Mezzina CA, Tiezzi F, Yoshida N, 2023, Rollback Recovery in Session-Based Programming, Pages: 195-213, ISBN: 9783031353604
To react to unforeseen circumstances or amend abnormal situations in communication-centric systems, programmers are in charge of “undoing” the interactions which led to an undesired state. To assist this task, session-based languages can be endowed with reversibility mechanisms. In this paper we propose a language enriched with programming facilities to commit session interactions, to roll back the computation to a previous commit point, and to abort the session. Rollbacks in our language always bring the system to previous visited states and a rollback cannot bring the system back to a point prior to the last commit. Programmers are relieved from the burden of ensuring that a rollback never restores a checkpoint imposed by a session participant different from the rollback requester. Such undesired situations are prevented at design-time (statically) by relying on a decidable compliance check at the type level, implemented in MAUDE. We show that the language satisfies error-freedom and progress of a session.
Demangeon R, Yoshida N, 2023, Causal computational complexity of distributed processes, Information and Computation, Vol: 290, ISSN: 0890-5401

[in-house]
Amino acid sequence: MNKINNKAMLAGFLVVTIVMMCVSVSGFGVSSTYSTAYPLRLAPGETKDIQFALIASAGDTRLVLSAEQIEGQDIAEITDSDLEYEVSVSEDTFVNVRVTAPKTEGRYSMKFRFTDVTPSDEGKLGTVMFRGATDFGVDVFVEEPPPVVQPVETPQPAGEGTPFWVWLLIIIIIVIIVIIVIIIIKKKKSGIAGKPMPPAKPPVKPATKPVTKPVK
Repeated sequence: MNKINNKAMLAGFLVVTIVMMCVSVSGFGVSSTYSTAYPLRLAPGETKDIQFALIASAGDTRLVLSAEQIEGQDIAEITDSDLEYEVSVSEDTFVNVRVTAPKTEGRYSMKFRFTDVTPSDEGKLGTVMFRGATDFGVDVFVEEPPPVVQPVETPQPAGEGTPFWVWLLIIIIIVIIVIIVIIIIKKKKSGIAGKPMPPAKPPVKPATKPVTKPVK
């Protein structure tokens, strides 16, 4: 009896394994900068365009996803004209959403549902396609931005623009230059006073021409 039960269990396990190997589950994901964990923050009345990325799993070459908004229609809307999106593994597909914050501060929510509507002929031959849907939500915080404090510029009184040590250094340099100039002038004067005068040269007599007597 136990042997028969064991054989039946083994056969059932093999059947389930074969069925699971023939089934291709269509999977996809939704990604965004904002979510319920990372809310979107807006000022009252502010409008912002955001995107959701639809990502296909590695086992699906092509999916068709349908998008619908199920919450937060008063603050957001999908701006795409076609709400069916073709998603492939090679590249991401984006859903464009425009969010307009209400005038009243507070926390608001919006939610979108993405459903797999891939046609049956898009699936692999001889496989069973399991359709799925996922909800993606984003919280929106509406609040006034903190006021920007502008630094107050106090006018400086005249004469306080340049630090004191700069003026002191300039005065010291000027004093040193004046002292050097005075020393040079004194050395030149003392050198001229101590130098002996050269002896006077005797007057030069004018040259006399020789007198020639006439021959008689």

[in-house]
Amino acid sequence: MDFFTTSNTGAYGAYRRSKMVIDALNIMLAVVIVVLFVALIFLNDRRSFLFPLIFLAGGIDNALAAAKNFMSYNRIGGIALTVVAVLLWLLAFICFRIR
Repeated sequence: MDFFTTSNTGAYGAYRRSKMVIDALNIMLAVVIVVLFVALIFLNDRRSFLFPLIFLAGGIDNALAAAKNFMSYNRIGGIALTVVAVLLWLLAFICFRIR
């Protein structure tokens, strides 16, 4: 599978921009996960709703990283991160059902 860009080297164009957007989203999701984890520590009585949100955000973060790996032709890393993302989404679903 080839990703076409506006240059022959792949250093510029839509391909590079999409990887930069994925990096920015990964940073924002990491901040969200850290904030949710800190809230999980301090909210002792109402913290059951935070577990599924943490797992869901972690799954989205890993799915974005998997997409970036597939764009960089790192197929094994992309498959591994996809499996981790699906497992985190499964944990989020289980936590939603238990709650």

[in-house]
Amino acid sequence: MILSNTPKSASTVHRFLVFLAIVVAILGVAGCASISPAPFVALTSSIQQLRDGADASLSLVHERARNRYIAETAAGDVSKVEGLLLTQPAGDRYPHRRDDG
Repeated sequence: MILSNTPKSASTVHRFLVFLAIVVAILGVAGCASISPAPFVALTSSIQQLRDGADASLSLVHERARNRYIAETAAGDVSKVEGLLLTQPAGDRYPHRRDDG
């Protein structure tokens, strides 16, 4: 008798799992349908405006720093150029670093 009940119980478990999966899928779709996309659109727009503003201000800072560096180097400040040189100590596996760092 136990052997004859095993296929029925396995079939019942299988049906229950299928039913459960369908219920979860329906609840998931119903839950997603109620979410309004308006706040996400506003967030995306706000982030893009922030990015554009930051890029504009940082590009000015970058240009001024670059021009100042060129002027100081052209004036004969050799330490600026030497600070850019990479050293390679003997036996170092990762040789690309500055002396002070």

This article studies the complexity of π-calculus processes with respect to the quantity of transitions caused by an incoming message. First, we propose a typing system for integrating Bellantoni and Cook's characterisation of polytime computable functions into Deng and Sangiorgi's typing system for termination. We then define computational complexity of distributed messages based on Degano and Priami's causal semantics, which identifies the dependency between interleaved transitions. Next, we apply a necessary syntactic flow analysis to typable processes to ensure a computational bound on the number of distributed messages. We prove that our analysis is decidable; sound in the sense that it guarantees that the total number of messages causally dependent of an input request received from the outside is bounded by a polynomial of the content of this request; and complete, meaning that each polynomial recursive function can be computed by a typable process.
Vasconcelos VT, Martins F, Lopez H-A, et al., 2022, A Type Discipline for Message Passing Parallel Programs, ACM TRANSACTIONS ON PROGRAMMING LANGUAGES AND SYSTEMS, Vol: 44, ISSN: 0164-0925
Ellis S, Zhu S, Yoshida N, et al., 2022, Generic go to go: dictionary-passing, monomorphisation, and hybrid, Proceedings of the ACM on Programming Languages, Vol: 6